Brendan Kent, Senior Business Data Analyst at DraftKings and host of the Measurables podcast, joins the show for a wide ranging discussion on sports analytics. He describes how he got a job with the Portland Timbers as an undergrad. He tells us about the educational work he has done, both as an adjunct professor at Linfield University and on his website. Brendan has also created Office Hours, an opportunity for underrepresented minorities to talk with someone who works in sports analytics.
Mike Goodman, Senior Soccer Editor at CBS, joins the show to talk analytics and Euro 2020 played in 2021. He explains expected goals (xG) as a tool to analyze players and teams before discussing new frontiers in soccer analytics. Then he breaks down the top 4 contenders to win Euro at the quarterfinal stage: Belgium, Italy, Spain and England. Finally, we talk about a sleeper Euro team and the long term prospects for the US men's national team.
Bud Elliott, national recruiting analyst and betting expert at 247Sports, joins the show to talk college football win totals and futures. He describes the objective and subjective process he uses in evaluating college football win totals. He also talks about his indispensable tool in looking at national championship futures. Among other teams, we discuss Florida State, Penn State, Oregon and Michigan as well as impact freshmen for the 2021 season.
Dan Szymborski, baseball analytics expert and writer for FanGraphs, joins the show to talk about his work in data analytics. As a baseball fan, he started doing calculations at the age of 10 and was active on Usenet groups in the 1990s. This later led to his ZiPS projection system for baseball players, and Dan describes how this works. He also talks about more recent work with StatCast data and which team will win the 2021 World Series.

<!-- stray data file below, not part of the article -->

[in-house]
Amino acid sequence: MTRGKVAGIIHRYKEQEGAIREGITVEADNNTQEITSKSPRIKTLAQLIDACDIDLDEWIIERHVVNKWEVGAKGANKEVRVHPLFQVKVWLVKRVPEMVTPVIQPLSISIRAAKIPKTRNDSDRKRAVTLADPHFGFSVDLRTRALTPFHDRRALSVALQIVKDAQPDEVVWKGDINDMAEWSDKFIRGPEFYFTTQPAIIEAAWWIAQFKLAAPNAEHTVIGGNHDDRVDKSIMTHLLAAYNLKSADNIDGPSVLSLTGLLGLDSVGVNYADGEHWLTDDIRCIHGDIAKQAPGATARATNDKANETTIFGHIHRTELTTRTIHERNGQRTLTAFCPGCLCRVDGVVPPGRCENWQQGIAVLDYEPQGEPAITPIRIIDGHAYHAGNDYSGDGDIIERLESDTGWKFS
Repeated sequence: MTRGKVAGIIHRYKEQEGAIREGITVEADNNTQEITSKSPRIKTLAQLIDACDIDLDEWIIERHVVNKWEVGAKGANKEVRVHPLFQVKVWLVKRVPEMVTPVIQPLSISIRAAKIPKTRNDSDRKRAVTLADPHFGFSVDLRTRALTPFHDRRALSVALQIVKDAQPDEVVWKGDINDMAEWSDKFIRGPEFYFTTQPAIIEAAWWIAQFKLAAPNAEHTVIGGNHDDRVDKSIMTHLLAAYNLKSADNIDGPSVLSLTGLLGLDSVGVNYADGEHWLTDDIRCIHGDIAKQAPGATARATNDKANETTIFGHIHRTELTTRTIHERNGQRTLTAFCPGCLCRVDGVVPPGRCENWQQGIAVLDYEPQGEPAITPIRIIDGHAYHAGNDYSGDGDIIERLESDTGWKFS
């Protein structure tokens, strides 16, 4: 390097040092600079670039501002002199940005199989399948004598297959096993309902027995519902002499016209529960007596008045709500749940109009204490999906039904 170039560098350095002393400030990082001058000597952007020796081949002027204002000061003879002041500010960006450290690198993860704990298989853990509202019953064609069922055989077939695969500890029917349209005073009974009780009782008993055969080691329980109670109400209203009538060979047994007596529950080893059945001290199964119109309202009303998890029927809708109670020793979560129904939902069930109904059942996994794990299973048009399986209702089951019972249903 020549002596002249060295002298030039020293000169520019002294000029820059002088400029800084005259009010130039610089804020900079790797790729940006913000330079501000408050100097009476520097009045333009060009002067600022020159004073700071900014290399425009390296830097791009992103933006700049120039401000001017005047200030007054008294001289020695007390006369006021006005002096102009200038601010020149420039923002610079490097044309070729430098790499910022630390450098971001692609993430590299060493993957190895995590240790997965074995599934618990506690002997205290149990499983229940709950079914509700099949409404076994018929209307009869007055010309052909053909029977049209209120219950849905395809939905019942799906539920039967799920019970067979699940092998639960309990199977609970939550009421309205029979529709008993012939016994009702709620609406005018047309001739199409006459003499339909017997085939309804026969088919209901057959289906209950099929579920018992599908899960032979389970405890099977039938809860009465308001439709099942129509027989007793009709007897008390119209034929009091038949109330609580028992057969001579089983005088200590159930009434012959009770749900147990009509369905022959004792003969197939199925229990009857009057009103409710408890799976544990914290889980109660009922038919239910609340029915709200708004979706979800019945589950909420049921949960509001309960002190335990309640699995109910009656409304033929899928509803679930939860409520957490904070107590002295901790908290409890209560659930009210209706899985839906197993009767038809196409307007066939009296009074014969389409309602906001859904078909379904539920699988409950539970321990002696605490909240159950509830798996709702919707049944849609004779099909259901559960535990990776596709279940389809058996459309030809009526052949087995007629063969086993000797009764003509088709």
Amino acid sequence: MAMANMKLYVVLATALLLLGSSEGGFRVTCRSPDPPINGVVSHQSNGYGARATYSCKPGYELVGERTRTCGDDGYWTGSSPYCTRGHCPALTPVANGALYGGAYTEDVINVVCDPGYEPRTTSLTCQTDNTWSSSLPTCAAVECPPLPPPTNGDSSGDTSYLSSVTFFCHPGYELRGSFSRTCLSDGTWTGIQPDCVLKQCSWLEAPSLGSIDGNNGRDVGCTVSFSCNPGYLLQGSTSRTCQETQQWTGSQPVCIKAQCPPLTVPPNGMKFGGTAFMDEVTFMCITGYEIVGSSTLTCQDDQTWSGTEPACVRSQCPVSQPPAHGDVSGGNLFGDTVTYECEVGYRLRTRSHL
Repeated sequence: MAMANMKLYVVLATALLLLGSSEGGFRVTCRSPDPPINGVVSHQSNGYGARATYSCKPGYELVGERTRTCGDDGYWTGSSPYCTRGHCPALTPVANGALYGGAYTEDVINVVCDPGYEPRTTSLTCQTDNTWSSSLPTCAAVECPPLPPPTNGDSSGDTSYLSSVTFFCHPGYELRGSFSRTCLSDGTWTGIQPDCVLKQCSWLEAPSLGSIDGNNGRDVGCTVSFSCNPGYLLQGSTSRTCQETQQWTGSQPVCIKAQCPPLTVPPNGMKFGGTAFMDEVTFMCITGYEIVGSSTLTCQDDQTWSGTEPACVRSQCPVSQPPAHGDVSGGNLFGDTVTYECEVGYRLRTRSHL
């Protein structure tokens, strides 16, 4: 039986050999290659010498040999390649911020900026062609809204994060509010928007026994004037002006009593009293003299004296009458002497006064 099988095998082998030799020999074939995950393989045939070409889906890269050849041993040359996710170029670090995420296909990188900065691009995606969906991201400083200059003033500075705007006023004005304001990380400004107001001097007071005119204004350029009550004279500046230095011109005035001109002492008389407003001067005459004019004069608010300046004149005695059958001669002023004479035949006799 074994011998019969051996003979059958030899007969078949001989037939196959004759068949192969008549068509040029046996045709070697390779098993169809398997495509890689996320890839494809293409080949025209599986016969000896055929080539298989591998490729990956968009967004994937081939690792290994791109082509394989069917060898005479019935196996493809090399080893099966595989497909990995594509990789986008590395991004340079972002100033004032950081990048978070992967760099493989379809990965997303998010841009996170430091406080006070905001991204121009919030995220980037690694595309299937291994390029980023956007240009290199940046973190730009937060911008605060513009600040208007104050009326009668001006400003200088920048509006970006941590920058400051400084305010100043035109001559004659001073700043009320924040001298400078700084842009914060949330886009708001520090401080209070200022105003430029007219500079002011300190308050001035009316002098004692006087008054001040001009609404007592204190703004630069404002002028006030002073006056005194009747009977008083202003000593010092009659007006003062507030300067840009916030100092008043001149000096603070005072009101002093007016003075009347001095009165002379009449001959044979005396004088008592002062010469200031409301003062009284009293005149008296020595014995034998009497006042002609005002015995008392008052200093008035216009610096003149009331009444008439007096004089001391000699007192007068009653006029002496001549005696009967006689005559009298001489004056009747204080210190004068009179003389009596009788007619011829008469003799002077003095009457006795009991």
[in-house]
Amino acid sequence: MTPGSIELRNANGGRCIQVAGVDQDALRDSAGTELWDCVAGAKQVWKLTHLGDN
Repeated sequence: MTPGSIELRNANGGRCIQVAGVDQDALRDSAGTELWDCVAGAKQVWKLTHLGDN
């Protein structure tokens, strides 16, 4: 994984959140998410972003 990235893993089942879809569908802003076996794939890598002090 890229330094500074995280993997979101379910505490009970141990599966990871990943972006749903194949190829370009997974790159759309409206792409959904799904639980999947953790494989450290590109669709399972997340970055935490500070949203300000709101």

Sarah Bailey of the Los Angeles Rams joins the show to discuss her work in football analytics. She describes her transition from a Masters of Statistics at Simon Fraser University to working for an NFL team. Then she talks about the three different areas she has worked on for the Rams. Other topics include baseball analytics, the NFL lifestyle and running.
Matt Waldman, creator of the Rookie Scouting Portfolio (RSP) and senior writer at Footballguys, joins the show to talk about the 2021 NFL Draft. In creating the RSP, he watches hours of tape, which gives him a strong take on the QB that should be the 3rd overall pick. In addition, he describes why a surprise QB is rated better than Zach Wilson, the presumed 2nd pick in the draft. Finally, he tells some great stories about the reach of his RSP.